The "by-the-book" fitting method would then be to select a suitable bike with a 58 cm seat tube, measure the top tube, and install the recommended stem. I would submit that this approach is due to the old fashioned fixation on seat tube heights. Better, in my opinion, to find a bike with the ideal length top tube, fit the recommended stem, and not worry about the seat tube size, within reasonable limits.
Comparing two frames mainly in terms of top-tube length is only valid if both have similar seat-tube angles. Generally, each degree of difference corresponds to about a centimeter of top tube length. Thus, frame "A" with a 58 cm top tube and a 72 ° seat angle can give the same riding position as frame "B" with a 57 cm top tube and a 73 ° seat angle. This presumes that the saddle is slid 1 cm farther forward on the seatpost of the frame "A."
The angle of the seat tube is quite important, but for any given type of bike there isn't usually as much variance as there is with top tube length, so it may not always enter prominently into a buying decision.
The fore-and-aft adjustment of the saddle permits fine tuning of the saddle position, and if there's a severe mismatch, special seatposts and seatpost attachments permit a greater adjustment range.
The position of the saddle with respect to the bottom bracket is a major determinant of how comfortable you'll be on the bike.
On a bike, the weight of your body is supported at 3 locations:
Hand/wrist/shoulder/neck pain often result from inappropriate handlebar adjustment. It is less obvious how saddle adjustment can cause or relieve problems in this area.
Try an experiment:
This is because you cannot maintain front/rear balance while leaning forward without moving your butt back at the same time to counterbalance your upper body's forward position.
On a bicycle, much of the rider's weight should be carried by the pedals, but if your saddle is too far forward, your legs alone can't support your upper body, so you'll wind up leaning on the handlebars too hard.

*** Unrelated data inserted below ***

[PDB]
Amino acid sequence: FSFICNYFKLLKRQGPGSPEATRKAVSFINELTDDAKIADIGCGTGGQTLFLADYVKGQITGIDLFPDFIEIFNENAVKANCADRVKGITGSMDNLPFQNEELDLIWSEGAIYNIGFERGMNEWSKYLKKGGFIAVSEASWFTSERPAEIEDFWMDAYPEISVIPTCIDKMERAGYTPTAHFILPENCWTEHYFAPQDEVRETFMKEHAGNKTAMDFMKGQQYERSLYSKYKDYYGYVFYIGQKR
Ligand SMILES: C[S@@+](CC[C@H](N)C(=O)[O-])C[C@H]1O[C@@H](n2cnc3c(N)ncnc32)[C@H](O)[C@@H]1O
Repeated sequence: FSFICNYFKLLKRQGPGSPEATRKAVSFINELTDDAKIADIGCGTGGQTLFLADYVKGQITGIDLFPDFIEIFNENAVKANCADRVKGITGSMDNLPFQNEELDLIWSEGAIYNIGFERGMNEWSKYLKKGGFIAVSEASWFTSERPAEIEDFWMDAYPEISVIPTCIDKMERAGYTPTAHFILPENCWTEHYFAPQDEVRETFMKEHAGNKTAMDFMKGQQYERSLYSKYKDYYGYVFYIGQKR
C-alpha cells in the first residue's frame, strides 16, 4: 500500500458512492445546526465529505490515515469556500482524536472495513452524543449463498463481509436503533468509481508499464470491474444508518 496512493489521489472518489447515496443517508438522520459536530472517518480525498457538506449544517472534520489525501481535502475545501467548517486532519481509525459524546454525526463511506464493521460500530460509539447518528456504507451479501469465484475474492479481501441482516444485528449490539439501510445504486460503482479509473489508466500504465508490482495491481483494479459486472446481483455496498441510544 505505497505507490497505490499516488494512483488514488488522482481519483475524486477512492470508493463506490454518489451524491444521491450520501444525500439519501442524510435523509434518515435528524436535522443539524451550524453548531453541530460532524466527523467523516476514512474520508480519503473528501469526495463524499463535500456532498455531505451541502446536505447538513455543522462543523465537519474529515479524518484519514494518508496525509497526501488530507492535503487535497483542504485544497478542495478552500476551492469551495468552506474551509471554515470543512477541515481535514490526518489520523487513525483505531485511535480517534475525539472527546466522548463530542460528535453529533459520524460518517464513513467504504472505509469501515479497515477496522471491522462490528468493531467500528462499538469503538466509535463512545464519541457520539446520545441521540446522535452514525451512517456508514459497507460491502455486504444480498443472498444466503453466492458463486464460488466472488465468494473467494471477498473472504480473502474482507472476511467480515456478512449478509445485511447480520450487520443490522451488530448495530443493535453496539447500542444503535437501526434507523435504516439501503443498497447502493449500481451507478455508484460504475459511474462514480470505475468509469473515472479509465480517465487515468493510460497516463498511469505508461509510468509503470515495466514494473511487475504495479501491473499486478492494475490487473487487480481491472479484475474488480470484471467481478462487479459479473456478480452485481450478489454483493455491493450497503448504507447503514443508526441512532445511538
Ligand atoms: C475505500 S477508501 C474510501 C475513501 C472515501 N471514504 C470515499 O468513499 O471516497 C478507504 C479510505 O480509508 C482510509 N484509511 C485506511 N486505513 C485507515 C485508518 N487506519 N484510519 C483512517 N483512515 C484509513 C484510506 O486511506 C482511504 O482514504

Different cycling styles involve different amounts of pedal force. Racers obviously apply more force to the pedals, more of the time. The usually recommended position for a racer is the "KOPS" position, which usually works out well with seat tube angles in the 73 °-75 ° range. (Riders with long femurs would go shallower, riders with short femurs steeper.)
For recreational riders, who don't tend to pedal as hard or as much of the time, a more relaxed position, with the saddle farther back, is likely to be more comfortable. As the saddle goes back, the handlebars generally move back and up to avoid an excessively sharp bend in the torso. As you ride more and get stronger, you may sit farther forward on the saddle, which could be slid forward accordingly.
Among triathletes and time trialists, there's a current vogue for unusually steep seat angles, sometimes as steep as 90 degrees. This type of frame results in the arms carrying a lot of the rider's weight, and is generally used only with æro type handlebars and arm rests.
Systems such as the Fit Kit also make recommendations for how to adjust the saddle, width and drop of handlebars, shoe cleat adjustment, etc. One vitally important adjustment is ignored by most of these systems, for good reason--the handlebar height. These systems cannot specify handlebar height because this is not determined so much by the dimensions of the cyclist's body as by the cyclist's conditioning and type of cycling activity.
Low handlebars provide a leaning-forward riding position. What supports the upper body in this leaning forward position?
Consider two extremes of cycling intensity. Contrast an old geezer who rides 20 miles a year, ambling along at 5 mph on a quiet bike path, versus a racer in a desperate final sprint to the line.
The geezer pedals no more than necessary, coasting as much as possible, expending much less energy than a pedestrian. If such a cyclist is placed on a bike with low handlebars, the weight of the upper body will bear heavily and painfully on the wrists and hands, causing soreness and discomfort to the shoulders and neck as well. This discomfort will quite possibly lead to the abandonment of cycling altogether.
On the other hand, the sprinter's upper body is being held up by the pedaling force of the legs. Not only is no weight resting on the handlebars, the sprinter is actually pulling up on the bars to resist the downward pressure of the legs. The sprinter's upper body is perfectly comfortable with a very low relative handlebar position